Govt to curb commodity price speculation
China Daily

A woman buys pineapples in a supermarket in Xuwen county, South China's Guangdong province, on March 6, 2021. (Photo: IC)

China will take more steps to curb commodity price speculation and keep prices stable, showing zero tolerance for illegal activities, according to the country's top economic regulator.

The National Development and Reform Commission, together with other four central departments, held a meeting on Sunday on the rapid commodity price gains this year, warning key enterprises in the bulk commodity sector to maintain normal market order.

The talks came after Premier Li Keqiang chaired the State Council's Executive Meeting on Wednesday, calling for careful analysis of reasons for the recent spate of rapid commodity prices increases and adopting measures in a targeted and holistic approach to ensure the supply of commodities and keep their prices stable.

The NDRC meeting said the recent price rally in commodities is driven partly by the transmission of global price rise and overspeculation has also pushed up the prices. Key industrial metal enterprises are required to promote the coordinated development of upstream and downstream industries and keep the industrial ecology healthy.

The meeting said regulators would closely monitor the commodity price changes and strengthen regulation of both futures and spot markets. They will also crack down on market violations such as monopolies in commodities markets and the spread of false information and hoarding.

The message caused domestic commodity prices to plunge on Monday, with the main futures contract for iron ore dropping more than 5 percent and rebar decreasing nearly 4 percent. The shares of iron and steel-related companies traded in Shanghai and Shenzhen also dipped 1.73 percent on Monday, according to Shanghai-based information provider Wind Info.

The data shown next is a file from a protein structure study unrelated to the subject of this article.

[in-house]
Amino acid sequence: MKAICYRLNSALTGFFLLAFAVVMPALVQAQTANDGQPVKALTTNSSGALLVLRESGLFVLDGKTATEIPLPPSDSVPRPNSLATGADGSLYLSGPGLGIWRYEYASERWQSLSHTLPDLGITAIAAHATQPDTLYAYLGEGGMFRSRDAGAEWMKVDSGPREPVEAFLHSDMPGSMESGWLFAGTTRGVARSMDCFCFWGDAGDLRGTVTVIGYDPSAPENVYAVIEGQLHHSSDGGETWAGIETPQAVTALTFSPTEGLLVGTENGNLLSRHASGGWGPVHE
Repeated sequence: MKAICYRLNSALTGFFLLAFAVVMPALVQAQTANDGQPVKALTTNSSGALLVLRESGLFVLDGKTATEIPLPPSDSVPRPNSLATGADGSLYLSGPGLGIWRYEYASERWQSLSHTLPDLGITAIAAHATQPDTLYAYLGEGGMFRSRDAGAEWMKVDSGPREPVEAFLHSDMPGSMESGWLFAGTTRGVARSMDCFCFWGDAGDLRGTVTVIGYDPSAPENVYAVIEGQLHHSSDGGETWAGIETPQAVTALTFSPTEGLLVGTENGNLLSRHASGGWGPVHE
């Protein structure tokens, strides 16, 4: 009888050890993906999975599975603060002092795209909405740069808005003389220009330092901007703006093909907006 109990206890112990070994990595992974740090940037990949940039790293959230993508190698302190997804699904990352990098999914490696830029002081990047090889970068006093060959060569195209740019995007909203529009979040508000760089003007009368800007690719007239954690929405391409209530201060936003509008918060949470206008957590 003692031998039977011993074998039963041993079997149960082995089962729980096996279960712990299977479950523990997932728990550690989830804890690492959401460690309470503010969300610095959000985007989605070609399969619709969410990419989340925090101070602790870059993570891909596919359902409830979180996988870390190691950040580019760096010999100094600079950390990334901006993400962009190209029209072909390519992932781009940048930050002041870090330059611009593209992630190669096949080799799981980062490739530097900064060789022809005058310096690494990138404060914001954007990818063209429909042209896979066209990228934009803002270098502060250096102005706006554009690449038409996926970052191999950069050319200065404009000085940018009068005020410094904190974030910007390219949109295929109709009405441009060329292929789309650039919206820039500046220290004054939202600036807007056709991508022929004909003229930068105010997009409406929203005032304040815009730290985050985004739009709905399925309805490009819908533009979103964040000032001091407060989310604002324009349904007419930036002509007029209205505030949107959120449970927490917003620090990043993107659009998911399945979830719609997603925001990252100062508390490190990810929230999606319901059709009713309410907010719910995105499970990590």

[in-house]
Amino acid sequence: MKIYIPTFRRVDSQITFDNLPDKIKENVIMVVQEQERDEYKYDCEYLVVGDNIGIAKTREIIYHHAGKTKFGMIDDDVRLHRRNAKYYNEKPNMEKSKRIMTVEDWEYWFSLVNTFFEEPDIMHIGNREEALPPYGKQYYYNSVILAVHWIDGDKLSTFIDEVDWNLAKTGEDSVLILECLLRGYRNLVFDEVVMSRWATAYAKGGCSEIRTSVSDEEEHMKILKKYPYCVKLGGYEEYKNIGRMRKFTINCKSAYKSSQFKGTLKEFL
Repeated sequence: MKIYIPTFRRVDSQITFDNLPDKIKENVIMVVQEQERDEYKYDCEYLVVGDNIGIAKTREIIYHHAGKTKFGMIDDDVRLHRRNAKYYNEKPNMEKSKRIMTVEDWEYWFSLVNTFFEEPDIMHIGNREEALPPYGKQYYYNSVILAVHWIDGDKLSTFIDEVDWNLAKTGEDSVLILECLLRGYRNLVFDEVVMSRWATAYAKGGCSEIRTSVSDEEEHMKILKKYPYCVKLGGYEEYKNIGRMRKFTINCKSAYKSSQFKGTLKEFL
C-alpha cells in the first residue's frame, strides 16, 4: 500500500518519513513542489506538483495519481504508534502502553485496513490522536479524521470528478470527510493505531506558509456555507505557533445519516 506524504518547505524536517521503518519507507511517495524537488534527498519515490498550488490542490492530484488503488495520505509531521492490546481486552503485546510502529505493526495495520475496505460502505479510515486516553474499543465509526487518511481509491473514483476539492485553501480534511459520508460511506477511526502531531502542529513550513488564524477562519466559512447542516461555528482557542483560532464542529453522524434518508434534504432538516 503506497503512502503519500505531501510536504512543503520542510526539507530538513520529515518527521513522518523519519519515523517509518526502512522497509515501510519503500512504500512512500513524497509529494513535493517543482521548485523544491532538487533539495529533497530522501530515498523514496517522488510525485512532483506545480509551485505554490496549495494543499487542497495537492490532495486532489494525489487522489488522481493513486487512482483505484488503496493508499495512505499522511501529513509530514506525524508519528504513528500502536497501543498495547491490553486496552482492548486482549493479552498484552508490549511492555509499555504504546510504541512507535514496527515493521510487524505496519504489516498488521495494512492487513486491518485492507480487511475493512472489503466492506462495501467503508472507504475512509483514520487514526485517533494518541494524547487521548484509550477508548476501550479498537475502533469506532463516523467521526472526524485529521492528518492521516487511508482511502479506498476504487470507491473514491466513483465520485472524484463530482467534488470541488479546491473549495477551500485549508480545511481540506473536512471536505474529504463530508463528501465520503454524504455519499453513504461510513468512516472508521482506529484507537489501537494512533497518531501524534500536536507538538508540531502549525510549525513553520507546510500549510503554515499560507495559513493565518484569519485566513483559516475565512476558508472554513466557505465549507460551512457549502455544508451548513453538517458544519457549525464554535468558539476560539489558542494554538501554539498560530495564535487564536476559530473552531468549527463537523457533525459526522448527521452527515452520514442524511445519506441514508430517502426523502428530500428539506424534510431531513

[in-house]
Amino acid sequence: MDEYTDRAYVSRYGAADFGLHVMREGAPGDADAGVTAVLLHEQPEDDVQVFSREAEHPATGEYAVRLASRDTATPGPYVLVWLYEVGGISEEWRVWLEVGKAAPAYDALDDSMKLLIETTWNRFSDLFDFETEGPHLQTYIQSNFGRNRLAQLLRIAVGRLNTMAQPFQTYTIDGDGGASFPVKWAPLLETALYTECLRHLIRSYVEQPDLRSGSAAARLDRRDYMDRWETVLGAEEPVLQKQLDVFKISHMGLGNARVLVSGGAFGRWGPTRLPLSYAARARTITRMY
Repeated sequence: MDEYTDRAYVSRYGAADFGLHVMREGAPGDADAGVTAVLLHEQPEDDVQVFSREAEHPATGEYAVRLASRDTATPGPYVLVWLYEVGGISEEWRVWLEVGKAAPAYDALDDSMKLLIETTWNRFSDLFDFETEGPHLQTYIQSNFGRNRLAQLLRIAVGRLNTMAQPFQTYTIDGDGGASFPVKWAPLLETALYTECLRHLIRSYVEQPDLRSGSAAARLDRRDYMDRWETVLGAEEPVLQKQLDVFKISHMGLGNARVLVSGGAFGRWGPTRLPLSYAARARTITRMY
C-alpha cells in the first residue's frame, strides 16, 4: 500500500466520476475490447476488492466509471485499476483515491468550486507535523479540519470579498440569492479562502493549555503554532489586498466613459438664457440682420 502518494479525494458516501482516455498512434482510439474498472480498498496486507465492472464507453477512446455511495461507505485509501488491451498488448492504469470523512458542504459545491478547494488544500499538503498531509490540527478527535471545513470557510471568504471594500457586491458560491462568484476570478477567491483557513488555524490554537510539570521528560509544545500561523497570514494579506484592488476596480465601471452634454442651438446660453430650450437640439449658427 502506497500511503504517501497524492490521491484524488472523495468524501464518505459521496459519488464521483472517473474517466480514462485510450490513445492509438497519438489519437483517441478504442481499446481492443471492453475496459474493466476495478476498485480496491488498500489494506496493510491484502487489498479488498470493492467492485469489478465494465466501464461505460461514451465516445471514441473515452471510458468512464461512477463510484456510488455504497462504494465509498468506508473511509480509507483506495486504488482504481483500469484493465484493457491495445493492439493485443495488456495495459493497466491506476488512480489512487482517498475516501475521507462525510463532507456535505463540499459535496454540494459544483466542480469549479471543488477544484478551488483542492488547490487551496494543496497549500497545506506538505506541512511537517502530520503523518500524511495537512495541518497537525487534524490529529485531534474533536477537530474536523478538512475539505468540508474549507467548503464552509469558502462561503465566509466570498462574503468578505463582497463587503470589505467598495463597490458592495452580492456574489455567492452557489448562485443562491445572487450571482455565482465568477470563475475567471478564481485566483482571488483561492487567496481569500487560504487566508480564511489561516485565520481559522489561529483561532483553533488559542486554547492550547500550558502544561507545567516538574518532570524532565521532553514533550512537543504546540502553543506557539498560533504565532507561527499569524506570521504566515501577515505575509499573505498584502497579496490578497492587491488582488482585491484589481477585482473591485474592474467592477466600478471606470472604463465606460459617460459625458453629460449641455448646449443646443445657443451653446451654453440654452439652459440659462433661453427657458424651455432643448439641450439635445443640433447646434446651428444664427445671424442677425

Zhou Maohua, an analyst at China Everbright Bank's financial market department said, "The government is actively formulating and deploying policies to ensure supply and price stability of industrial raw materials, which will help stabilize the market and enterprises' expectations."

Zhou said while the rise in commodity prices has led to an increase in production costs for Chinese companies in some mid-and downstream industries, it has had limited effect on the prices of consumer goods.

"However, the government still needs to take steps to keep commodity prices stable. More efforts are needed to increase effective market supply, crack down on market violations and increase fiscal and financial support for some badly hit companies with bigger potential."

This round of price increases is the result of multiple factors, especially excessive market speculation, experts said. The government's latest talks with key enterprises demonstrated its determination to rein in market irregularities and keep commodity prices stable.

Tao Jin, deputy director of the macroeconomic research center of the Suning Institute of Finance, said the government's continued efforts to keep prices stable will encourage raw materials enterprises in upstream industries to increase production.

"More effort should be made to increase domestic supplies and encourage cooperation between Chinese industrial metals enterprise and overseas entities," Tao said.

Wu Chaoming, chief economist at Chasing Securities, said this round of commodity price increases may reach a high in the third quarter, and then the price will fluctuate at a high level.

To better cope with the situation, enterprises should take measures such as increasing support for technological innovation, reducing the use of raw materials, enabling more efficient use of materials and encouraging the use of alternative materials, Wu added.